Study finds increase in C difficile in cancer patients
Researchers with the University of Texas at Austin report that the incidence of Clostridium difficile infection (CDI) is increasing among cancer patients, according to a new study in BMC Infectious Diseases.
Using data from the US National Hospital Discharge Surveys, the researchers identified more than 30 million cancer discharges from US hospitals from 2001 to 2010. CDI was present in 260,219 (0.9%) of cancer patients. The overall CDI incidence for the study period was 8.6 per 1,000 adult discharges, with incidence increasing from 6.8 per 1,000 cancer discharges in 2001 to 12.8 in 2010. Incidence peaked in 2008 at 17.2 per 1,000 discharges. Increases were seen in both principal CDI and secondary CDI.
Patients with CDI were more likely to be older, male, residents of the Northeast, and Medicare users, and CDI was found to be over 2.5 times more common among patients with blood cancers than those with solid-organ cancers.
Death occurred in 7.4% of cancer patients during the study period. The mortality rate was significantly higher for cancer patients with CDI compared with those without (9.3% vs 7.4%). In addition, the median length of hospital stay was significantly longer for CDI patients compared with those without (9 days vs 4 days).
The authors of the study say that knowing the burden of CDI among cancer patients is important because cancer patients can now be identified as a high-risk population and a target for antimicrobial stewardship and infection control efforts.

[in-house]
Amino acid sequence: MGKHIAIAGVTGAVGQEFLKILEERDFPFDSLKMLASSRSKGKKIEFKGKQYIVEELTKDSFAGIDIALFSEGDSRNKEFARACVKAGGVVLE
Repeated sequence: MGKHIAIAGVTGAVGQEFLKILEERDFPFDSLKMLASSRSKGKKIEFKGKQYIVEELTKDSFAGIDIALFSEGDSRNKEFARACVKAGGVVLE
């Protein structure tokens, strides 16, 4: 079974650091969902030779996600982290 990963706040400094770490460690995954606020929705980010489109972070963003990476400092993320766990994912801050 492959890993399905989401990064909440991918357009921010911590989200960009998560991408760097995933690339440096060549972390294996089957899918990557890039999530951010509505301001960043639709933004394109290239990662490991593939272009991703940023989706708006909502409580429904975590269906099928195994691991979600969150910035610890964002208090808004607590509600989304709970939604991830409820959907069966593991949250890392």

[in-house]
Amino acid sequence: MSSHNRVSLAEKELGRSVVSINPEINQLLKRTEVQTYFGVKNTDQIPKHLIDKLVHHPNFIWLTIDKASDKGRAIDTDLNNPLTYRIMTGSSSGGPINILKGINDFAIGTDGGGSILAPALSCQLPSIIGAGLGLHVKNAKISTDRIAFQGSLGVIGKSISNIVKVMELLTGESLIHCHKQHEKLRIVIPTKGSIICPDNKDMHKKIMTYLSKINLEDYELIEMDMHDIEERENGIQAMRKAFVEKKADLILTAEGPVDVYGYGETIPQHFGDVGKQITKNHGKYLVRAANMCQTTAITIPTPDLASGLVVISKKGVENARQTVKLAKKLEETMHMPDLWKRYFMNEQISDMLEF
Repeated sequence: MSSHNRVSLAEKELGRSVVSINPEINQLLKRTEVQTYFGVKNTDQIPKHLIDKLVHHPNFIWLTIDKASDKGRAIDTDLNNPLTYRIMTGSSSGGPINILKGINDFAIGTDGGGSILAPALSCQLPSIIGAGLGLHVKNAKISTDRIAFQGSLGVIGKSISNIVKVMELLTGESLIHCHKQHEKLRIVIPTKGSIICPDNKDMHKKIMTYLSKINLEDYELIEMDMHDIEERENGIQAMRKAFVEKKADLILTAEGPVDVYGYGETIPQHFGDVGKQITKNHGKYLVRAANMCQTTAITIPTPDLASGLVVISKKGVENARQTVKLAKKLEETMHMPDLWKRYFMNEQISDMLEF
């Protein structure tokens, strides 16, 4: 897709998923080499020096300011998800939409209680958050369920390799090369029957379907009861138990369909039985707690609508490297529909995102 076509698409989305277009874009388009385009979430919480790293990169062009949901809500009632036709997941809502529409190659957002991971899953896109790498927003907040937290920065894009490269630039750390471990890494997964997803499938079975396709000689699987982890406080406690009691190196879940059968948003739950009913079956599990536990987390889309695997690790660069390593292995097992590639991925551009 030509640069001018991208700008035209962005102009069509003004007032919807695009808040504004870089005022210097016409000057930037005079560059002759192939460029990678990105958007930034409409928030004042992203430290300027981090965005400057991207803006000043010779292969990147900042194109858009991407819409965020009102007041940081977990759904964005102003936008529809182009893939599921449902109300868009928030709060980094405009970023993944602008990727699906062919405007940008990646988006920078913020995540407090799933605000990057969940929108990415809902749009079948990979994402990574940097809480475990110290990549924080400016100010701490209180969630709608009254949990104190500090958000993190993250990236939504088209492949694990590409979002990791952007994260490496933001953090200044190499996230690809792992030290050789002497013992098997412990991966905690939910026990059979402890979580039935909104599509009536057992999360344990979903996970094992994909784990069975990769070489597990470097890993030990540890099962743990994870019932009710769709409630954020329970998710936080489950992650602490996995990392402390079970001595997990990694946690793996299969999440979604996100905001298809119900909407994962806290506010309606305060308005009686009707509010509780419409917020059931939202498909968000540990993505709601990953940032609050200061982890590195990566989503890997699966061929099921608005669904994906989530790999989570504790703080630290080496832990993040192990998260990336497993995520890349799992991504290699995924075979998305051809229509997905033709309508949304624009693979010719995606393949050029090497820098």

Jun 23 BMC Infect Dis study
Editorial urges narrower use of contact precautions with MRSA, VRE
An editorial today in JAMA is calling for a rethinking of the use of contact precautions for methicillin-resistant Staphylococcus aureus (MRSA) and vancomycin-resistant Enterococcus.
Under 2007 guidance from the US Centers for Disease Control and Prevention (CDC), which recommends the use of gloves and gowns for patients with target multidrug-resistant organisms (MDROs) and those who have previously been identified as colonized with target MDROs, patients infected or colonized with MRSA and VRE have become the most common focus of contact precautions. In addition, many states have passed laws mandating active culturing and contact precautions for MRSA patients.
But the authors of the editorial argue that no strong clinical trial evidence supports this policy. Observational data suggesting that contact precautions prevent MRSA or VRE infections, they say, come from reports of bundled approaches to outbreaks and not endemic MRSA or VRE, which are the more significant concern for hospitals. In addition, they cite higher-quality studies that have found no reduction in MRSA or VRE transmission rates associated with glove and gown use.
Furthermore, the authors argue that contact precautions can be burdensome when applied to an entire hospital, slowing the time it takes to move patients from the emergency room to hospital inpatient services and prolonging discharge time for patients being transferred to long-term care facilities, and result in less-satisfied patients. They also suggest that having to wear gloves and gowns for every patient visit could divert attention from other infection control activities, such as hand hygiene and chlorhexidine bathing.